A new survey has revealed that things are looking up for New Zealand’s employers – but competition for talent is likely to increase over the next year.
The guide is based on a survey of 451 employers in New Zealand, who represent almost 375,000 workers.
According to Hays, one in five Kiwi employers are expecting to increase salaries by three to six per cent this year, while the majority (65%) will up pay by less than 3%.
It was also found that more than half of those surveyed believe business activity will increase in the next 12 months, with more than one in three employers planning to increase the number of permanent staff members.
Perks and benefits
When it came to vying for the best talent in the competitive market, many employers said they offered perks to their workforces.
The top three benefits on offer, researchers found, were salary packaging, above mandatory superannuation, and parking.
Researchers found that the most popular benefits among employees were flexible working hours, flexplace, part-time employment and flexible leave options. Career breaks and phased retirement were also well-received.
“Employers have a positive outlook for the coming year," said Jason Walker, managing director of Hays in New Zealand.
Of those employers expecting to expand their workforce, 90% said they would be hiring full-time permanent staff, 29% will increase their use of temporary staff and contractors, 17% will employ part-time staff and 15% will employ casual staff.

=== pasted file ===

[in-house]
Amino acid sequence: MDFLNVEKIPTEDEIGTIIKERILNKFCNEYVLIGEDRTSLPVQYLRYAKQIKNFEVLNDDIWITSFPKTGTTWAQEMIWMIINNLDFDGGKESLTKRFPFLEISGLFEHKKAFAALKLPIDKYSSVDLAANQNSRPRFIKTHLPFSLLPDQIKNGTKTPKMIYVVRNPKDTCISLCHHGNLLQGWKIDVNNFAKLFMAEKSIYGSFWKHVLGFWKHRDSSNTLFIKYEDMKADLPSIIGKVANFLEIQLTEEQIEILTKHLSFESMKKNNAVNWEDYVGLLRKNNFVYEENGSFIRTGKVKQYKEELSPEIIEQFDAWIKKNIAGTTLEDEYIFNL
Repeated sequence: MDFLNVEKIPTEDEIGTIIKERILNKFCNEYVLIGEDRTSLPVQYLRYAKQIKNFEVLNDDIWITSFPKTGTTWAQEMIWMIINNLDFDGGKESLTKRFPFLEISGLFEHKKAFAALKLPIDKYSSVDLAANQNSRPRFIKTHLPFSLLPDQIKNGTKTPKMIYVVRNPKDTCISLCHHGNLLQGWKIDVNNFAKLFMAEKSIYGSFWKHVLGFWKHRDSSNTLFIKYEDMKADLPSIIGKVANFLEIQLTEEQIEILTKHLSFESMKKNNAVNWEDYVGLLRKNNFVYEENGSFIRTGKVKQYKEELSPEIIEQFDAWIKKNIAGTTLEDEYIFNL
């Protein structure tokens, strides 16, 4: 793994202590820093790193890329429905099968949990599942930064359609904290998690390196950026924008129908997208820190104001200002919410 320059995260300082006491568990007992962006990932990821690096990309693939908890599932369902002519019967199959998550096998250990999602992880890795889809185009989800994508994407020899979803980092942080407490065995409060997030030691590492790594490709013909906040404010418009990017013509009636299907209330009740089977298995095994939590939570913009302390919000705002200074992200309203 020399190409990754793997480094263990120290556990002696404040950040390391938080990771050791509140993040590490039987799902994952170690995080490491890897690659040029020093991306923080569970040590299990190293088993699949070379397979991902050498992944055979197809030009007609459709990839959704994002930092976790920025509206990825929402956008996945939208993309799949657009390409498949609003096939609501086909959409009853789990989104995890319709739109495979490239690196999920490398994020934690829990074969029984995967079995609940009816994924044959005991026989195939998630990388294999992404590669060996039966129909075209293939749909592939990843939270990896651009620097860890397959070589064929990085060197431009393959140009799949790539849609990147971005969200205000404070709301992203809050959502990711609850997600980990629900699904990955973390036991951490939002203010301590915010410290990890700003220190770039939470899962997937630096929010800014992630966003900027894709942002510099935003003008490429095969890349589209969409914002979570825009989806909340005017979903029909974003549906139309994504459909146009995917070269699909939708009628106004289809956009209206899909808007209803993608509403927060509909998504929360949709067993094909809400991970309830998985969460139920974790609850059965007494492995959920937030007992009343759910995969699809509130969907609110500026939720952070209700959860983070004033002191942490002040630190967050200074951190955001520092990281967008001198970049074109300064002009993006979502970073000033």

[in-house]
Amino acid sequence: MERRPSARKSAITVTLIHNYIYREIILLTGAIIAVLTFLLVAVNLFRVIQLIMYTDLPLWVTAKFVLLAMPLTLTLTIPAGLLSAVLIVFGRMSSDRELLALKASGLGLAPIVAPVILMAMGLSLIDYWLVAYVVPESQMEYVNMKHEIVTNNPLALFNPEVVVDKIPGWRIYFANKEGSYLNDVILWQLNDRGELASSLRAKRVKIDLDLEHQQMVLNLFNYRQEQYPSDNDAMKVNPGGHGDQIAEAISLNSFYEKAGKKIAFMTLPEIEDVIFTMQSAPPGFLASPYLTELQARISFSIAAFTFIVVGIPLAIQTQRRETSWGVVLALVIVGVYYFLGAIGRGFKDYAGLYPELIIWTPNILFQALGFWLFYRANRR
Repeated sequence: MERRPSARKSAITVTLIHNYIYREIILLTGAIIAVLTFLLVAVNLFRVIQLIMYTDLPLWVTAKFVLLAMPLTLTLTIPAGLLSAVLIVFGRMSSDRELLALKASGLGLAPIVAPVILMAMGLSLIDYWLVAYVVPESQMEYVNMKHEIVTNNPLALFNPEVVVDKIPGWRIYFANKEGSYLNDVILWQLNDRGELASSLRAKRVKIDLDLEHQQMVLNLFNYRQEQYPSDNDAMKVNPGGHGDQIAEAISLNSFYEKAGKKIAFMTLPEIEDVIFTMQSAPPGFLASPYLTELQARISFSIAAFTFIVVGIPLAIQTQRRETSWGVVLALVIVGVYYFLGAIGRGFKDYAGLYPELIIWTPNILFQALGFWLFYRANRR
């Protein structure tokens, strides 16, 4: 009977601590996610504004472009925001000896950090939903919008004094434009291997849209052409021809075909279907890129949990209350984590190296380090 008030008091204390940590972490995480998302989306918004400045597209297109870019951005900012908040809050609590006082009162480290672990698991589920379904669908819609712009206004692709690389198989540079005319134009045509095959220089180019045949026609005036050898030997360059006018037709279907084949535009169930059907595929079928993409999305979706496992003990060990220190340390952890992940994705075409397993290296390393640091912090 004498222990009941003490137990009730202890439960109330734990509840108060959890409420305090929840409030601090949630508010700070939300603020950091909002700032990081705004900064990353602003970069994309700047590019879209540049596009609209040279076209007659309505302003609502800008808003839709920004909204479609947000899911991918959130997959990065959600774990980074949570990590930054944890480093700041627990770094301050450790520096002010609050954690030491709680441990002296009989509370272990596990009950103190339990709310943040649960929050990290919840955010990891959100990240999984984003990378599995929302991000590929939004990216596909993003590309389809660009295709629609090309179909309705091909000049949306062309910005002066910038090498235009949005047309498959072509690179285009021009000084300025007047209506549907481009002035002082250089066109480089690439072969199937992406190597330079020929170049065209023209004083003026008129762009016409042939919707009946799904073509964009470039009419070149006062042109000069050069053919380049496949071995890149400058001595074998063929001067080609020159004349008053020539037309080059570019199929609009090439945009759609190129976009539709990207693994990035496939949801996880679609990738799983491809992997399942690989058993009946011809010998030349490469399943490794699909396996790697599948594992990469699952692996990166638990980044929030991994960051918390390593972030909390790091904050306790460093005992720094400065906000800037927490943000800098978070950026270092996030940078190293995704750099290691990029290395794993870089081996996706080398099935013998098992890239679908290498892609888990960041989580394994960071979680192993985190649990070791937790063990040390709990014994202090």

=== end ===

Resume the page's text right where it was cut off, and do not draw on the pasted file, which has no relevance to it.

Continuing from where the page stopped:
The report also offered a comparison to Australia’s prospects for the coming year.
“Looking ahead, more employers in New Zealand will give salary increases than in Australia; in Australia, 13% of employers have no plans to raise salaries when they next review, compared to 9% in New Zealand,” said Nick Deligiannis, managing director of Hays in Australia and New Zealand.
It was also revealed that in Australia, 65% of employers intended to increase salaries by less than 3%.
According to the report, there is a disparity between the expectations of employers and workers.
More than 40% of employees said they were expecting a salary increase of less than 3%, while almost a third expected three to six per cent. Twelve per cent expected 6% or more.
Hays advised employers that benefits such as private health insurance, above mandatory superannuation and bonuses can help close the gap and avoid excessive disappointment.
“Career progression opportunities are very important when it comes to employee recognition and retention,” said Walker. “Staff want to feel valued and supported and receive training and development opportunities. The top talent, in particular, always want to expand their skills base and keep motivated, so mapping out career paths and offering training and development opportunities are important.”